Sgt. Webster testified that he was partially to blame for the abduction because he’d made it clear to his wife that he didn’t want children. Even so, she’d gotten pregnant twice and had two miscarriages. The trauma caused by the miscarriages as well as his wife's knowledge that a baby was unwanted by the father, he said, may have contributed to her stealing the Creviston baby.

Sgt. Webster told the jury that now, after seeng how much his wife wanted kids, he'd changed his mind. While overseas, he testified, he’d seen other soldiers receive letters from their wives with photographs of their babies. This, along with Mrs. Webter's burning desire to have children, made him reconsider the matter. If his wife was acquitted, he implied, he would welcome children.

It also helped Mrs. Webster’s case when it became known that the victim’s mother stated that she didn’t want the defendant to be “punished any more than she had been.”

Much to the chagrin of the prosecutor, Mrs. Webster was acquitted. According to the jury, she was not guilty by reason of insanity.

A few days after the trial, Phyllis Ann Webster was released from custody.

Within two months, World War II was over. In the euphoria of victory, the case faded from the headlines and the abduction of little Jean Eileen Creviston became just a footnote in history.

Sunday, February 20, 2011


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When will Linda Raulerson’s killer be brought to justice?
by Robert A. Waters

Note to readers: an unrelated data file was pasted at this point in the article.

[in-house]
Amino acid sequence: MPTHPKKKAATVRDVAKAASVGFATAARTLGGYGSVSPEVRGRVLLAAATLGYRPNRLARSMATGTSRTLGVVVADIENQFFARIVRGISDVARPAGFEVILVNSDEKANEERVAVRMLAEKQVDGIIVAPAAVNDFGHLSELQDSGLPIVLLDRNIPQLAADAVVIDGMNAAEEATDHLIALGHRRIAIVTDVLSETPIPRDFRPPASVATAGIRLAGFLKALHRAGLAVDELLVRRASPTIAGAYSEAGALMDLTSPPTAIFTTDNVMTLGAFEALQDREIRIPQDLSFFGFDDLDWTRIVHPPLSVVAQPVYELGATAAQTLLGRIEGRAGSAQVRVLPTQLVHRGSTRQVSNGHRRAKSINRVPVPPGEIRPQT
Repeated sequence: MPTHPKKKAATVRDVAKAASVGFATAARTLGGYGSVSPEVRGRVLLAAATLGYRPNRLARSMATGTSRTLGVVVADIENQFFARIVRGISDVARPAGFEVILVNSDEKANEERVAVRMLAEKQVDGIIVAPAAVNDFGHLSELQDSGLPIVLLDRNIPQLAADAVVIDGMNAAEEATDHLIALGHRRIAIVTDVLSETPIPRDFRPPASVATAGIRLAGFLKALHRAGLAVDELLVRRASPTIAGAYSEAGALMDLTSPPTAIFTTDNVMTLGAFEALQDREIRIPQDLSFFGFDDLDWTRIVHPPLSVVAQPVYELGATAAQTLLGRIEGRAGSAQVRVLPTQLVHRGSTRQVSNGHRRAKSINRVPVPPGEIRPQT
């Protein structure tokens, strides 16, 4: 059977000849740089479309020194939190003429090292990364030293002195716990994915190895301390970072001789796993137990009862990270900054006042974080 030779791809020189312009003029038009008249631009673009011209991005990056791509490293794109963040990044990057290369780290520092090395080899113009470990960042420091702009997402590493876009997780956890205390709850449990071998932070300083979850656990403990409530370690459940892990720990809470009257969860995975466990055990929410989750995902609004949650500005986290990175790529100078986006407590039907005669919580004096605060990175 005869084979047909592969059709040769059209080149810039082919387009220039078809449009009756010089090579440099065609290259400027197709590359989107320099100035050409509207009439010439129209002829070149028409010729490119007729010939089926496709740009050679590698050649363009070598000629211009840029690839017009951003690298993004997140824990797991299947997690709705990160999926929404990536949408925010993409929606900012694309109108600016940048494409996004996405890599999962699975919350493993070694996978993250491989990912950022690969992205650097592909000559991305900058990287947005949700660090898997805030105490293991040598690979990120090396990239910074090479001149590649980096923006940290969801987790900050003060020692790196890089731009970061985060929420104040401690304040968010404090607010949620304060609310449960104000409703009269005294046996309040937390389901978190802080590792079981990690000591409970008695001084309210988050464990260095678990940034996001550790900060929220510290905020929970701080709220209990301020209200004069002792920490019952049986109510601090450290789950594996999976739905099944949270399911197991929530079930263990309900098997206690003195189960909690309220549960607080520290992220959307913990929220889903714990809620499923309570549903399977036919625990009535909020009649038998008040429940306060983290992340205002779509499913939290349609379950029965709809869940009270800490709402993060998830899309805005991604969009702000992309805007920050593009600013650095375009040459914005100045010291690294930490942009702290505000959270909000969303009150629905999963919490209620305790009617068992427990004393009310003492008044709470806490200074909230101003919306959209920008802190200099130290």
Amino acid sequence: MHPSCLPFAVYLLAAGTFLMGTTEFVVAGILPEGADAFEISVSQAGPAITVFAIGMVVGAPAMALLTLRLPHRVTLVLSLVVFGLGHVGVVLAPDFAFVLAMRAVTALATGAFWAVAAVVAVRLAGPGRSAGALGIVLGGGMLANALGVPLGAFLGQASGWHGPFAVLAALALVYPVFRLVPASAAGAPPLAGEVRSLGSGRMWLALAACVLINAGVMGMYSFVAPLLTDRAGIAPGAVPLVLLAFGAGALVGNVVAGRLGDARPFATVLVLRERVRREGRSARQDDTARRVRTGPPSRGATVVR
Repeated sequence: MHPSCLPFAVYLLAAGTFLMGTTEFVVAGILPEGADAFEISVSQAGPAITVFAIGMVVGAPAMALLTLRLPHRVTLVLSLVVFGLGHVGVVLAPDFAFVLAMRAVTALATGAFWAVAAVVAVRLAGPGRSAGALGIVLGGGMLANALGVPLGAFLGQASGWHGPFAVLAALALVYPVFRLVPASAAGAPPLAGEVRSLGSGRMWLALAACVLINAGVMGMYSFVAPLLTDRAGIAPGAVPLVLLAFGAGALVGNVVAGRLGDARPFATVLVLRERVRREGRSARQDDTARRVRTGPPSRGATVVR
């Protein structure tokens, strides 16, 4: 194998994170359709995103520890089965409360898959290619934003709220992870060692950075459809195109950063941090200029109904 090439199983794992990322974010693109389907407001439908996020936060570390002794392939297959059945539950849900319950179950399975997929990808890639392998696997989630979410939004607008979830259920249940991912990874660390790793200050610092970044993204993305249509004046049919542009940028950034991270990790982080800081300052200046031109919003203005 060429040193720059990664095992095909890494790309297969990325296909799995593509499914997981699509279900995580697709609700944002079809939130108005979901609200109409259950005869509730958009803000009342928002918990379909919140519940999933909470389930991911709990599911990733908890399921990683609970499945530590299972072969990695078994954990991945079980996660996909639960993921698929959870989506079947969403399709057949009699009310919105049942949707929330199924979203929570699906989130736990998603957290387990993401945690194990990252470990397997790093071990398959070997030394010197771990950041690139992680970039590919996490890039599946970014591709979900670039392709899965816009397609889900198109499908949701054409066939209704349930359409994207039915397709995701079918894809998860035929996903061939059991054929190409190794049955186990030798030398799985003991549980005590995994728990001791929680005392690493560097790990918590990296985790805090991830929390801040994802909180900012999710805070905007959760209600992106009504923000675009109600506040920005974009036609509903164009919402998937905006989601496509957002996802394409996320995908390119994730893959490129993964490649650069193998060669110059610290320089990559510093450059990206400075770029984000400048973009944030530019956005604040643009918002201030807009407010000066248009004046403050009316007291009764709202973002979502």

It’s been exactly two-and-a-half years since Linda Raulerson, 56, was gunned down as a video camera recorded the execution. The Lake City, Florida convenience store clerk was closing for the night when she was murdered.

If there was any justice in this world, her killer would already have been caught, tried, convicted, and executed. But 912 days later, there have been no arrests, no trials, no convictions, and no executions--only that lingering vision of a different type of execution.

Within hours of Raulerson’s death, the few dollars snatched by her executioner were likely already up his nose. He may have already been bragging to other crack-heads about the clerk he offed. Within a short time, he would almost certainly have been preying on other innocents.

Meanwhile, a hard-working lady, well-loved by family and friends, lay in a cold morgue. She’d done absolutely nothing to deserve her execution--in fact, the video shows her complying with her killer. By all accounts, Linda Raulerson led an exemplary life as a wife, mother, and citizen of her community.

Her killer has walked free long enough. If you have any information about this case, you can call America’s Most Wanted at 1-800-274-6388 and remain anonymous.

Tuesday, February 15, 2011

Who Murdered Innocence?

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Six months later, the killer of Norma Lopez still walks free
by Robert A. Waters

It’s been six months now since Norma Lopez vanished. The seventeen-year-old was walking home from Valley View High school in Moreno Valley, California when she was kidnapped. Some of her belongings were located in an open field just blocks from her home. Investigators told reporters that it looked as if a struggle had occurred.

Five days later, the decomposing body of Norma was found in a remote area about two miles from where she was abducted. She still wore her jeans but her top was missing.

Who killed the pretty teen?